One side of our core business is the customized keynotes, workshops, and retreats I deliver. The other side of The CLEMMER Group services is ongoing consulting around culture change and improving organizational performance and designing highly customized training programs. These often involve training trainers for internal delivery to their own organization. For more on this part of our business go to

Now that I’ve finished the public Breaking Through the Bull workshops, we’re ready to customize internal versions of this powerful session. Half, one, and two-day versions of this workshop are designed to:

  • Create a More Balanced Organization
  • Develop a High-Performance Culture
  • Build Trust and Teamwork
  • Boost Leadership Development
  • Improve Change Leadership
  • Strengthen Communication Strategies
  • Bolster Upward Leadership
  • Set Clearer Priorities and Follow Through
  • Enhance Motivation and Engagement

You can find reviews of my “Breaking Through the Bull” and Moose on the Table workshops at:

Download our new customized in-house Breaking Through the Bull brochure here or contact me or Heather to discuss this further. Our contact information is at
Blog Alerts

We've recently started offering new subscribers to The Leader Letter a chance to also receive an e-mail whenever I update my blog. Since January our blog subscriptions have shot through the roof with a ten-fold increase in folks getting an e-mail whenever I post something new.

It's easy to subscribe!

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Untying the Complex Communication Knot

The following is a print interview I did with a newspaper editor in April:

What prompted you to undertake a book focused on the communication theme? Had you noticed miscommunication, lack of communication, or communication avoidance through your work as an organizational consultant?

Yes, it’s huge. Many teams and organizations avoid dealing with tough issues and talk in the hallways after the meetings about what they really believe are the issues or problems that need to be addressed. Too many managers have developed a multitude of ways to shut down debate and real conversation. These include branding people as “not being on board” or “not being a team player” for disagreeing with what the managers believe or want. Or the manager might ignore or minimize the people that disagree with him or her and favor those that kiss up to them. If the manager is faced with survey data or feedback that people are unhappy they’ll often deny it by saying something like “that’s just their perception, that’s not reality.”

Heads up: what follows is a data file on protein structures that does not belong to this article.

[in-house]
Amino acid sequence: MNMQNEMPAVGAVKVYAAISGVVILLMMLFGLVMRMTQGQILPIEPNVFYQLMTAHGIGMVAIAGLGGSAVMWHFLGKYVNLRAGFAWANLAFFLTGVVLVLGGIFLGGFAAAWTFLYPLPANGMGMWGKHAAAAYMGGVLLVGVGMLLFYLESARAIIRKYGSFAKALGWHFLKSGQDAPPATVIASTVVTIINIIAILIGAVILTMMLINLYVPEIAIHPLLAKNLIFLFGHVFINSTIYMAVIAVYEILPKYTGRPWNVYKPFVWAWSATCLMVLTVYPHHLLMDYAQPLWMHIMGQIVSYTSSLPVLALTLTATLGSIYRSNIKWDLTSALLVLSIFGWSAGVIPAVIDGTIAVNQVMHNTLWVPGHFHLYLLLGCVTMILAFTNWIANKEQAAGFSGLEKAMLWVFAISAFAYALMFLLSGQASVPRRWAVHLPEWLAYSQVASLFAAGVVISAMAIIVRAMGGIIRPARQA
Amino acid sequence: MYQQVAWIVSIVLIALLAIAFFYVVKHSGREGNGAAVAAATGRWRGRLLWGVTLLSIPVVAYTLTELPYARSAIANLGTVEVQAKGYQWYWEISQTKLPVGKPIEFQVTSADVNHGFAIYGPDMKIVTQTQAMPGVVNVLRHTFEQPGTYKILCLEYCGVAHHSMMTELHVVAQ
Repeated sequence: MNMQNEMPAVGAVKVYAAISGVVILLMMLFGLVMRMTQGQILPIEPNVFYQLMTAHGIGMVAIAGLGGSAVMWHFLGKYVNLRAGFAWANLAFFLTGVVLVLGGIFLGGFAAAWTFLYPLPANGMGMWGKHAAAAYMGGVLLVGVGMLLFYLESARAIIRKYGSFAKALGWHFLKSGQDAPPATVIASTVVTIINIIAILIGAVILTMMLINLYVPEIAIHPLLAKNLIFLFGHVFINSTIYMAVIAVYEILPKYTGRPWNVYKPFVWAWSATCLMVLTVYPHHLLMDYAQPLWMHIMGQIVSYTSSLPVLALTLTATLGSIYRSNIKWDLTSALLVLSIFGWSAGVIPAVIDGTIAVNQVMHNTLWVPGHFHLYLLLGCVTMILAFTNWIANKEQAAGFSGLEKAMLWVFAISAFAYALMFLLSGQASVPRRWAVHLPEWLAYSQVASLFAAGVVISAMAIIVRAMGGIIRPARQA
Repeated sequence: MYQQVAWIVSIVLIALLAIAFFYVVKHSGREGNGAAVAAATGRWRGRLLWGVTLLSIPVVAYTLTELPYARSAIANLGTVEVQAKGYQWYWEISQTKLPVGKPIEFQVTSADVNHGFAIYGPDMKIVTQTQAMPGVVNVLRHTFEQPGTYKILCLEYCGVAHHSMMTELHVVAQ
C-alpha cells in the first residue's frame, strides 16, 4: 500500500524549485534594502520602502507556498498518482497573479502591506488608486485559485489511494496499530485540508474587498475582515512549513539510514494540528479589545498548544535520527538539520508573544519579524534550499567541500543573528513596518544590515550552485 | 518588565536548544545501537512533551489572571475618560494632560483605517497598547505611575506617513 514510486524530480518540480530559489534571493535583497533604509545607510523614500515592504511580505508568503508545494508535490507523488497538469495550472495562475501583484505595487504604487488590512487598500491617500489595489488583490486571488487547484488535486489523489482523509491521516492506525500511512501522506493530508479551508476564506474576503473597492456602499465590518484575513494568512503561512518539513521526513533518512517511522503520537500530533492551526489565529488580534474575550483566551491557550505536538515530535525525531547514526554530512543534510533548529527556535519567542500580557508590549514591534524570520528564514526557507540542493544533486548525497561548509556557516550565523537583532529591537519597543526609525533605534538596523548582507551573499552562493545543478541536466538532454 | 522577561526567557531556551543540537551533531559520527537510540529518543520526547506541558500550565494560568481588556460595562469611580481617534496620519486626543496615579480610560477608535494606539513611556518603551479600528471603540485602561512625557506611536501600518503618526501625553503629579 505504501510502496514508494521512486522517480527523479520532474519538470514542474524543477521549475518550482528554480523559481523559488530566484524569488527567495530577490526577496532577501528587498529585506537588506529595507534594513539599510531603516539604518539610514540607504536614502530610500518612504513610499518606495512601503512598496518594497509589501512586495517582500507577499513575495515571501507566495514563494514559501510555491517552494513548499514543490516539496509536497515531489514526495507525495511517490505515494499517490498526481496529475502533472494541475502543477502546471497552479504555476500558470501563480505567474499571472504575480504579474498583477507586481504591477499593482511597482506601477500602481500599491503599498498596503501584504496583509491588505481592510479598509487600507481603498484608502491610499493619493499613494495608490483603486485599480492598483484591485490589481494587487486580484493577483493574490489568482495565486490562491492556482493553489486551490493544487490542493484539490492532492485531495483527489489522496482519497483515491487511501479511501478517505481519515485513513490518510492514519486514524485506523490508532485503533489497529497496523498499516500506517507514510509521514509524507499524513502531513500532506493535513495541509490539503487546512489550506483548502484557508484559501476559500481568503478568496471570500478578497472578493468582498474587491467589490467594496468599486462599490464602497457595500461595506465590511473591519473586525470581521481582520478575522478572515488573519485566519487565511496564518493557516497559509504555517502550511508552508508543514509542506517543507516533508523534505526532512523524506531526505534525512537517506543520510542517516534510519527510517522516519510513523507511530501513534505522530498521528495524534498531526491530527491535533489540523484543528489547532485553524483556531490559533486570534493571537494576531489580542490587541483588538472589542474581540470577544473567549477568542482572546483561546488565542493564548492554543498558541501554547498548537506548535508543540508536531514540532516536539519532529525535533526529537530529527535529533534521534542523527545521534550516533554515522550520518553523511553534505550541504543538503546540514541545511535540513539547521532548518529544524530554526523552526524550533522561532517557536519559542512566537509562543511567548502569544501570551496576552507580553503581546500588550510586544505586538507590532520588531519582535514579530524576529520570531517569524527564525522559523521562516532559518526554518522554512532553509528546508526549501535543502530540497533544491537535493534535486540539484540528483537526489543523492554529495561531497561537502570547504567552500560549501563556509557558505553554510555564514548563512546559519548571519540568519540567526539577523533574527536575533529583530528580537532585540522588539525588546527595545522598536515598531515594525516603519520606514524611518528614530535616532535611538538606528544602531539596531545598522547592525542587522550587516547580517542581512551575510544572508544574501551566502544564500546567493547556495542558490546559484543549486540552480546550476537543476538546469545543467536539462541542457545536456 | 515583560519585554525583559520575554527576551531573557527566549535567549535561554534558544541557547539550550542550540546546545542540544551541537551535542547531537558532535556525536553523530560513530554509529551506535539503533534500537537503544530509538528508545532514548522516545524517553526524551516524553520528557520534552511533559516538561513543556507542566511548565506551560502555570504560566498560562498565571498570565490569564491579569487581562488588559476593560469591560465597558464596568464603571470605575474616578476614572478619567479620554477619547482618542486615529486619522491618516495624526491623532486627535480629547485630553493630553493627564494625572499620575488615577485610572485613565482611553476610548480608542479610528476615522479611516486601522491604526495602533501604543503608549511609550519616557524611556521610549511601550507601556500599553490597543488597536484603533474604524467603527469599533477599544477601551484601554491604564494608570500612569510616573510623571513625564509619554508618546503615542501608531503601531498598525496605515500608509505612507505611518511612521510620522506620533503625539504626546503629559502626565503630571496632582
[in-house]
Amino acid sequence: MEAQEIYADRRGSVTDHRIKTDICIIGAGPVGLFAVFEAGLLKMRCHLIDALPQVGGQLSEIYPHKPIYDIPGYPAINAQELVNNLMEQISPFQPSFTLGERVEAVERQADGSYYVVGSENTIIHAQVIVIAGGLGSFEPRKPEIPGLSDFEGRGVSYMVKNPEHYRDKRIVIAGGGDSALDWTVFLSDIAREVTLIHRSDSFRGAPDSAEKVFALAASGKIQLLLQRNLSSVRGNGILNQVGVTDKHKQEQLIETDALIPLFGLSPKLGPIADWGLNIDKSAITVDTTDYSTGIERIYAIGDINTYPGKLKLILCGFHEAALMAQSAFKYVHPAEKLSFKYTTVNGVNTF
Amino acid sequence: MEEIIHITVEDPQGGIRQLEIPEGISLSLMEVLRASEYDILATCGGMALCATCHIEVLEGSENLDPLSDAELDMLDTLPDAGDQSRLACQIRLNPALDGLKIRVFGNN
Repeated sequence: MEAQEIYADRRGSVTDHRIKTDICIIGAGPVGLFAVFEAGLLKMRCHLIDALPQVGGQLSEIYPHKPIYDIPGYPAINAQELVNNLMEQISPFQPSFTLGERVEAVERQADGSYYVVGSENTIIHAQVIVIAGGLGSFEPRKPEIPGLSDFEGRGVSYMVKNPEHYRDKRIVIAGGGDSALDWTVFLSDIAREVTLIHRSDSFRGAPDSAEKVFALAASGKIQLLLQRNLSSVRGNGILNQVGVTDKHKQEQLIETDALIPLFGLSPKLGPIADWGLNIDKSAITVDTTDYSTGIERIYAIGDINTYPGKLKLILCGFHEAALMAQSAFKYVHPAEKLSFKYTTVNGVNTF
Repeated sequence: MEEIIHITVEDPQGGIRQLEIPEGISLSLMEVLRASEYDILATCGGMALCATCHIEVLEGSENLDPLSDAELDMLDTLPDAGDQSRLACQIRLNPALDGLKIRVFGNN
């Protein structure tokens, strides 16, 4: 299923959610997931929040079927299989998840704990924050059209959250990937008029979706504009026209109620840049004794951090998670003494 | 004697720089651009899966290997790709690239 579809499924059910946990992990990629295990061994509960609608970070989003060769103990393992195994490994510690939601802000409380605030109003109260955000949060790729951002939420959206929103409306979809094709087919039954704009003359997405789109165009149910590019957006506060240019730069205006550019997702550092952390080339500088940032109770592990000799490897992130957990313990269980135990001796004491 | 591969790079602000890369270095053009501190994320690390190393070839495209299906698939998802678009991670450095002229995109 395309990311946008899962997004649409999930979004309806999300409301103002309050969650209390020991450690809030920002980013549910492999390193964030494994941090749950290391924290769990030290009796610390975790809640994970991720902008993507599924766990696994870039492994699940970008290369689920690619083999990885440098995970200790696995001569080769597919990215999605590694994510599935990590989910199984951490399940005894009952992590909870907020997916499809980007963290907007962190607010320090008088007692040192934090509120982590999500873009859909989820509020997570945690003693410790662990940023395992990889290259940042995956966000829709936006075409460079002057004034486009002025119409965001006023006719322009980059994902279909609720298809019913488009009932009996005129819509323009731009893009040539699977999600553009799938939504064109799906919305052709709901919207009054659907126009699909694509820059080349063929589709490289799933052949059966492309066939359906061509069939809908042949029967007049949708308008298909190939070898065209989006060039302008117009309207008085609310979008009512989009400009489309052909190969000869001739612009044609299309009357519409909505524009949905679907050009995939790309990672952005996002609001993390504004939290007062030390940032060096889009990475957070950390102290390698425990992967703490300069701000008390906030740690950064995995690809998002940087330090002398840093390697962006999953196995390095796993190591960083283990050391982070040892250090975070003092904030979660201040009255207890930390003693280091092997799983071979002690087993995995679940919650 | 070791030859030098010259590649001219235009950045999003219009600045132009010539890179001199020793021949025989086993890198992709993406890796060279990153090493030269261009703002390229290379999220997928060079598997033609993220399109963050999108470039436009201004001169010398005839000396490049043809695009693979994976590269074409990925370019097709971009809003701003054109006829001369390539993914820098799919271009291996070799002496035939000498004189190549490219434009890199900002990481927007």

How widespread are communication issues at work today? Why is it an issue?

Communication breakdowns are the single biggest complaint or problem we run into in our consulting work and in our workshops. It’s an extremely complex issue with both cause and effect tightly intertwined. In many cases, people don’t have the skills to address tough issues with each other. And so they do it poorly and raise defensiveness in the other person or stir up conflict that often gets personal and can be quite vicious. Many times people are afraid because they have seen others who don’t agree with the boss or team ostracized, moved off the promotion track, ignored, or punished with the worst projects/assignments.

Adding to the noise of communication issues is the technology overload. Lots of people confuse communicating with dumping information such as increasing e-mail volume or adding more PowerPoint slides. This actually reduces meaningful two-way communication because everyone is scrambling just to clear their inboxes or make it through yet another meeting. So they have no time for thoughtful and difficult conversations. Quantity is confused with quality.

As if that weren’t enough, when the organization’s structure is badly designed and the processes or methods for moving information, work flow, products, or customers through the organization are flawed, all kinds of errors, rework, waste, and frustration build up. People will often look at the mess that results and say “we need better communications around here.” But in these cases, communication problems are the end result of deeper problems with processes, systems, or organizational structure.

Why did you take the fictionalized approach with your new book?

We’ve found that using a playful approach such as through the moose metaphor helps create a safer environment for people to address issues (moose). So Moose on the Table: A Novel Approach to Communications @ Work uses a fair bit of humor and a whimsical approach to harness the power of the metaphor.

Given that the organizational issues are fairly complex and the personal issues of fear and courage are difficult for many people to recognize or acknowledge in themselves, the adventures of Pete Leonard are designed to give the reader someone they can identify with and learn from as he faces his own fear, his bully boss, and sorts through his team and organization’s cause and effect tangles to finally move everyone forward.
Media Interviews Now Available Online

It's a really busy month, as I bring my message of improved communications in the workplace to audiences across Canada.

As part of this tour I'm also doing an extensive media-blitz.

When possible I'm posting audio and video for all to see and hear. Currently you can listen to three radio interviews I recently did here.

I've also updated my media page with the schedule for all the appearances I made around the country.
Moose on the Table

The reviews for Moose on the Table keep coming in and they are overwhelmingly positive. Here are a couple of the latest additions!

The following is an excerpt from the full review that Laurie Blake just sent me at